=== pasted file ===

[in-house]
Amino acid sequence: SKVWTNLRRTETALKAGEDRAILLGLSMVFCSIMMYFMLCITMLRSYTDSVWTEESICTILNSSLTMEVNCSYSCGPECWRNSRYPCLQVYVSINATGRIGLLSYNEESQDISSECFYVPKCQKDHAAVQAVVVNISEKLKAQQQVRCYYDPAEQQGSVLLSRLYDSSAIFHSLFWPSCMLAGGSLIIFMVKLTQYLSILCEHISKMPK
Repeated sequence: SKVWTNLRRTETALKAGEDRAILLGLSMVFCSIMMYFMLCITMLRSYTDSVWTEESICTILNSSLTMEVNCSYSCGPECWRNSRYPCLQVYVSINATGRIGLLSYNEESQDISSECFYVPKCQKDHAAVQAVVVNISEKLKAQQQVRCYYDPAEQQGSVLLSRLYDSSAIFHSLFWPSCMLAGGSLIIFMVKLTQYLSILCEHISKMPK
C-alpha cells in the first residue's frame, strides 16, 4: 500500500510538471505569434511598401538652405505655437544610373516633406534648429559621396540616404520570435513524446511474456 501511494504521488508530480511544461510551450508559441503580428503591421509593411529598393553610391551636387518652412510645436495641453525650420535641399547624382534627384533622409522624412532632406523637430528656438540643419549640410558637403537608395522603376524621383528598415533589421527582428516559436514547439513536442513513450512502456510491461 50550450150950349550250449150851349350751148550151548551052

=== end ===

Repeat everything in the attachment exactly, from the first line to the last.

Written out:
[in-house]
Amino acid sequence: SKVWTNLRRTETALKAGEDRAILLGLSMVFCSIMMYFMLCITMLRSYTDSVWTEESICTILNSSLTMEVNCSYSCGPECWRNSRYPCLQVYVSINATGRIGLLSYNEESQDISSECFYVPKCQKDHAAVQAVVVNISEKLKAQQQVRCYYDPAEQQGSVLLSRLYDSSAIFHSLFWPSCMLAGGSLIIFMVKLTQYLSILCEHISKMPK
Repeated sequence: SKVWTNLRRTETALKAGEDRAILLGLSMVFCSIMMYFMLCITMLRSYTDSVWTEESICTILNSSLTMEVNCSYSCGPECWRNSRYPCLQVYVSINATGRIGLLSYNEESQDISSECFYVPKCQKDHAAVQAVVVNISEKLKAQQQVRCYYDPAEQQGSVLLSRLYDSSAIFHSLFWPSCMLAGGSLIIFMVKLTQYLSILCEHISKMPK
C-alpha cells in the first residue's frame, strides 16, 4: 500500500510538471505569434511598401538652405505655437544610373516633406534648429559621396540616404520570435513524446511474456 501511494504521488508530480511544461510551450508559441503580428503591421509593411529598393553610391551636387518652412510645436495641453525650420535641399547624382534627384533622409522624412532632406523637430528656438540643419549640410558637403537608395522603376524621383528598415533589421527582428516559436514547439513536442513513450512502456510491461 50550450150950349550250449150851349350751148550151548551052